Democrats have criticised Chief Executive Carrie Lam’s annual policy address as aimed at pleasing Beijing rather than addressing the “pains and worries” of Hongkongers, saying they hope it will be her last.

Democratic Party chairman Lo Kin-hei expressed disappointment at Lam’s address on Wednesday, which was hailed by pro-establishment lawmakers as “visionary.” It was the second year for the Hong Kong leader to deliver her yearly outlook in the absence of opposition lawmakers, after the pan-democrats resigned en masse from the legislature last November.

Lo Kin-hei meets the press after Chief Executive Carrie Lam delivered the last Policy Address in her current term on October 6, 2021. Photo: RTHK screenshot.

Lam’s term in office ends next June. She has not said whether she will seek a second term at an election in March and again refused to comment on Wednesday.

Lo said most proposals in Lam’s address focused on integration with mainland China, while “ignoring Hong Kong people’s pain and worries.” Hongkongers strongly mistrusted the government, the party leader said, but the chief executive did not seek reconciliation.

“In general, the Policy Address was a platform for her re-election. The audience is not the Hong Kong people… but the Central Government,” he said.

Lo cited the trend of Hongkongers emigrating overseas, saying Lam failed to address the issue. The address was “not something that Hong Kong people are hoping for,” he said.

“We genuinely hope that this is her last Policy Address in her life, because Hong Kong people have had enough for this term.”

Chief Executive Carrie Lam at a press conference after delivering her 2021 Policy Address. Photo: Candice Chau/HKFP.

Commenting on Lam’s grand plan to turn new towns and developing areas in the New Territories into a “Northern Metropolis,” Lo said the government did not mention how much the mega-project would cost and how it would be funded. He also questioned whether the proposal was “for Hong Kong people.”

Lo added that while Lam emphasised the need to merge Hong Kong into the Greater Bay Area, she did not specify its future role of the city. He questioned whether Hong Kong would merely be a participant in the scheme to connect 11 cities or whether it would have the power to advocate policies.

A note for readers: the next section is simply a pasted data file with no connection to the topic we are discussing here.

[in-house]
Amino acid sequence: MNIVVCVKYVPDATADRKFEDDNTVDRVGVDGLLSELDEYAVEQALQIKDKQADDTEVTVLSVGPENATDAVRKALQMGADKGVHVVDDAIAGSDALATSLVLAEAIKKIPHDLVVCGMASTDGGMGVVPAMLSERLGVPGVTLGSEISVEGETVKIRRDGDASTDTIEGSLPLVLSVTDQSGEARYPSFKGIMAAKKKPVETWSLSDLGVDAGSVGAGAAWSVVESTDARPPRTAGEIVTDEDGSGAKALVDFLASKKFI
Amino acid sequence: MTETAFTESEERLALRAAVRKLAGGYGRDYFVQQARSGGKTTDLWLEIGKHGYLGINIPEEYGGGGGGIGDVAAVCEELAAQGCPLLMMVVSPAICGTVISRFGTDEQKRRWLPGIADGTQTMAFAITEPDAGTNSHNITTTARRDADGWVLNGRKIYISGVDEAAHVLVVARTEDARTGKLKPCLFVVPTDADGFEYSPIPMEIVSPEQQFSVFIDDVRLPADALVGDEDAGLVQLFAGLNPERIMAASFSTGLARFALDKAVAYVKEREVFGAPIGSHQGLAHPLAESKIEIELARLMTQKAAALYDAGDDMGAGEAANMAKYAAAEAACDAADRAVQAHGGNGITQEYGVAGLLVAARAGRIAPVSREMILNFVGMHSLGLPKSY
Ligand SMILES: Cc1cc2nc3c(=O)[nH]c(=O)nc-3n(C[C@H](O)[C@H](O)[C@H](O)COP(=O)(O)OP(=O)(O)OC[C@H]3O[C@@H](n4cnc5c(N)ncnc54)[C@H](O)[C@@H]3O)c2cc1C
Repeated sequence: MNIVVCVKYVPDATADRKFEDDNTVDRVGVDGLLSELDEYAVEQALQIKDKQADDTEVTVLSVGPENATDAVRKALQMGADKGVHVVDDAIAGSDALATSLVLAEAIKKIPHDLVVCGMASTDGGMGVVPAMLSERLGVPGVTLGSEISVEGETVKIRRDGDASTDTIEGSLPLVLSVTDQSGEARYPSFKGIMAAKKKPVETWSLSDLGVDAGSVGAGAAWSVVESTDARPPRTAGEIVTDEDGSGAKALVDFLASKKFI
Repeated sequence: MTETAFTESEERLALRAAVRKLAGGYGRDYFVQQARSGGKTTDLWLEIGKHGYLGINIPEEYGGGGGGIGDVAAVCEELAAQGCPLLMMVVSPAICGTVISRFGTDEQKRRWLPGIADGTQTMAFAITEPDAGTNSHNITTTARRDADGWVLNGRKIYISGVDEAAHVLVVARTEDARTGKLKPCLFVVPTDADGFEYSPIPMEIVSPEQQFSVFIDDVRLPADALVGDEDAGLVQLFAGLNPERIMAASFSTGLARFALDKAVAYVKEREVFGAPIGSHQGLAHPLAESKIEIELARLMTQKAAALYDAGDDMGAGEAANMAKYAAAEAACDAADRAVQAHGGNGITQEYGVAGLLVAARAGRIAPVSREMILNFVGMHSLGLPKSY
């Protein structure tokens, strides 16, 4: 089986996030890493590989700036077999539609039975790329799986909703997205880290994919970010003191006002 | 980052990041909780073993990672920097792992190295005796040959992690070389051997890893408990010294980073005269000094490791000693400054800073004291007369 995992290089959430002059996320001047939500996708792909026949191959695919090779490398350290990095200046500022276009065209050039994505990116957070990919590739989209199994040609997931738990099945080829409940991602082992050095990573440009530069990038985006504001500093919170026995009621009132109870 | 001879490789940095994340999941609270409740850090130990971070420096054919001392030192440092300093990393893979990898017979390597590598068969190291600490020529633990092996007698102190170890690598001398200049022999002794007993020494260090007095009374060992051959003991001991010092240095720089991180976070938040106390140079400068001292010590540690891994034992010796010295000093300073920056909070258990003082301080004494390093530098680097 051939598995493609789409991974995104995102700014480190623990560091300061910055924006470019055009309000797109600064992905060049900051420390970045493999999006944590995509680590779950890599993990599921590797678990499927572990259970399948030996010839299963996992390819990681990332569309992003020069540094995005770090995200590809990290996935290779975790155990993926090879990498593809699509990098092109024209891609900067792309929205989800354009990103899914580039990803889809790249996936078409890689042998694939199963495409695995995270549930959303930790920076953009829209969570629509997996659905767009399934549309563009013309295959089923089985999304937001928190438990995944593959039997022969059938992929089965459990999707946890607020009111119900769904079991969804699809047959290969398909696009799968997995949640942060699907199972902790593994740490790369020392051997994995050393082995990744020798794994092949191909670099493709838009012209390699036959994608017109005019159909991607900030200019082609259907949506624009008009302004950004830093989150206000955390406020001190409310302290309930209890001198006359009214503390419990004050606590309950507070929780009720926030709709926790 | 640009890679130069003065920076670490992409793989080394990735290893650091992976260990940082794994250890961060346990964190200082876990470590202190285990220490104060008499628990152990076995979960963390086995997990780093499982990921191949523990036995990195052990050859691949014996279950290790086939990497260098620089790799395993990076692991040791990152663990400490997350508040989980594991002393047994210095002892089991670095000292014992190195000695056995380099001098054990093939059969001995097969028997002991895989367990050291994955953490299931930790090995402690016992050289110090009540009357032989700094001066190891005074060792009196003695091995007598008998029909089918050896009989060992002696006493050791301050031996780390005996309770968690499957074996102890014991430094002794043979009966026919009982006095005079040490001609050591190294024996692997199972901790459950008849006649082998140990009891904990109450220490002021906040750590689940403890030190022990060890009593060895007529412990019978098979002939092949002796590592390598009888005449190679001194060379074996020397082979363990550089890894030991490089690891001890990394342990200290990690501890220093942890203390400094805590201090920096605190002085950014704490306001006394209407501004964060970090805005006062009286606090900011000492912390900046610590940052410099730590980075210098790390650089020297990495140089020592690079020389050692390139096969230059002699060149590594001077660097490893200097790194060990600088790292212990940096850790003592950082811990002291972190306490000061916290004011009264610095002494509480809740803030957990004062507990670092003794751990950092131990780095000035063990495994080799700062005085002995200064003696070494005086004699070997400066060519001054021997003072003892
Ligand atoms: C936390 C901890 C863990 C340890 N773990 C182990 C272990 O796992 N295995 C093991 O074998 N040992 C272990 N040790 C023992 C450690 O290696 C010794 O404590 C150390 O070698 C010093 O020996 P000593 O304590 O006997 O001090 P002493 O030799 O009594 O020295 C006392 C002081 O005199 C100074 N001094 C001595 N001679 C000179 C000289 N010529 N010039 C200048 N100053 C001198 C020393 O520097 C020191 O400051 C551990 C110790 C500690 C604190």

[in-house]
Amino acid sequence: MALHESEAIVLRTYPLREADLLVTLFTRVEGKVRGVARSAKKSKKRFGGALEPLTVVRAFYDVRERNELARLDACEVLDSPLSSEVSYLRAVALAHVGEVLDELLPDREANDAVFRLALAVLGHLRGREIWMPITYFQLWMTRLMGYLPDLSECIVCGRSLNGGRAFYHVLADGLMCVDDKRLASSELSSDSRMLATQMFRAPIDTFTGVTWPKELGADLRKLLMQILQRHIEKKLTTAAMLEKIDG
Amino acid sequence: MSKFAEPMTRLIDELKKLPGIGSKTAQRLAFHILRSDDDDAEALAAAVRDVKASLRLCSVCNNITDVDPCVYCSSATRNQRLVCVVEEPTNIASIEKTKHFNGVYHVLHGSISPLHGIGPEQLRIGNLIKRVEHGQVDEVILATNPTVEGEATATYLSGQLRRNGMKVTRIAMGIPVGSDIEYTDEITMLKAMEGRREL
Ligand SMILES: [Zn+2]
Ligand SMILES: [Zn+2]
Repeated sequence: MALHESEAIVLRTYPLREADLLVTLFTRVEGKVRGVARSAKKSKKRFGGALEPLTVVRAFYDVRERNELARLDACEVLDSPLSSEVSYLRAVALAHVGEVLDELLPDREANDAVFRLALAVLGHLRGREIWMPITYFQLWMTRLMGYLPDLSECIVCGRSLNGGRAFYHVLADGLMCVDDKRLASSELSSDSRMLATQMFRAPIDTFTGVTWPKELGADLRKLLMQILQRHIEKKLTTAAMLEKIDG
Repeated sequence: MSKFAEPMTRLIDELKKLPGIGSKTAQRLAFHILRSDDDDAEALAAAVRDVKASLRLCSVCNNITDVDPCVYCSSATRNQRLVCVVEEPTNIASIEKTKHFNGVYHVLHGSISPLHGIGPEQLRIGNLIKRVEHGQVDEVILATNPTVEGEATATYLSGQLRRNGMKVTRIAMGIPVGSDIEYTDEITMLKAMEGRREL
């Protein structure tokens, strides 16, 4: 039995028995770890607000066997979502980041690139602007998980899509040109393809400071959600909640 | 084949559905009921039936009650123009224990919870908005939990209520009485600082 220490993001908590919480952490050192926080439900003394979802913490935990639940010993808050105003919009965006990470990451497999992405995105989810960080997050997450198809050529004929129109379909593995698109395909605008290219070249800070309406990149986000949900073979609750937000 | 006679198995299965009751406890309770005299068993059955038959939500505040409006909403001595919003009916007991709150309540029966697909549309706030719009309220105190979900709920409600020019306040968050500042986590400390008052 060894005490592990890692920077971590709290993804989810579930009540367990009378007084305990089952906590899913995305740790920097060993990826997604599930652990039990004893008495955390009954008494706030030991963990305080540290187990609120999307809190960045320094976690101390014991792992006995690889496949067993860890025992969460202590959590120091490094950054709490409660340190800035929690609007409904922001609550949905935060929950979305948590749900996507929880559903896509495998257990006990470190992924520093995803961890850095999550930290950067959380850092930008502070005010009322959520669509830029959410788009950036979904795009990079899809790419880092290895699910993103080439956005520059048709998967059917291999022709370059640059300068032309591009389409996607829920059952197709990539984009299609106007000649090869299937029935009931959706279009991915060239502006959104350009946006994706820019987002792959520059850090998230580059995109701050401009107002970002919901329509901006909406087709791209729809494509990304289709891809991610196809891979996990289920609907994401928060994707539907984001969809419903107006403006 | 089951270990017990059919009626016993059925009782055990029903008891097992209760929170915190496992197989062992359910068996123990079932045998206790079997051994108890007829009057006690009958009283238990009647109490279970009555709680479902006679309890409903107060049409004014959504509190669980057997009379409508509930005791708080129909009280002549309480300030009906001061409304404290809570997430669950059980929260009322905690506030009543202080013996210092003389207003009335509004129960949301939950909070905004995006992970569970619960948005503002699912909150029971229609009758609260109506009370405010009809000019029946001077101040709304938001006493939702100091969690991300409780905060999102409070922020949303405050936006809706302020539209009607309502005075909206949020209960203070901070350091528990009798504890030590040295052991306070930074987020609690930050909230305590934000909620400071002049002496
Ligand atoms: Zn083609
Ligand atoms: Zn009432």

“She didn’t talk about that,” Lo said.

Opposition-free legislature

Chan Kin-por, a pro-government lawmaker in the insurance sector, said the absence of democrats from the legislature meant this year’s policy address was “completely different” from those in the past. “The political climate that opposed any-and-all development plans — especially ones that would draw Hong Kong closer to China — would be labelled as ‘negative,’ so you couldn’t do anything,” he said. 

“The new political context means this policy address was able to absorb valuable opinions from the community, and offered a feeling that we have rolled up our sleeves to get to work,” Chan said. “The government hesitated to bring up plans for the Greater Bay Area, but they can do so now… without concerns that it would be labelled negatively by the opposition.” 

“We can now catch up on lost time,” he said.

Most of Hong Kong’s pro-democracy opposition are in jail, in custody, have quit politics or are in self-exile abroad.

Beijing’s Greater Bay Area scheme aims to link Hong Kong, Macau and nine mainland cities into an integrated economic and business hub to rival Silicon Valley.

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Kelly Ho

Kelly Ho has an interest in local politics, education and sports. She formerly worked at South China Morning Post Young Post, where she specialised in reporting on issues related to Hong Kong youth. She has a bachelor's degree in Journalism from the University of Hong Kong, with a second major in Politics and Public Administration.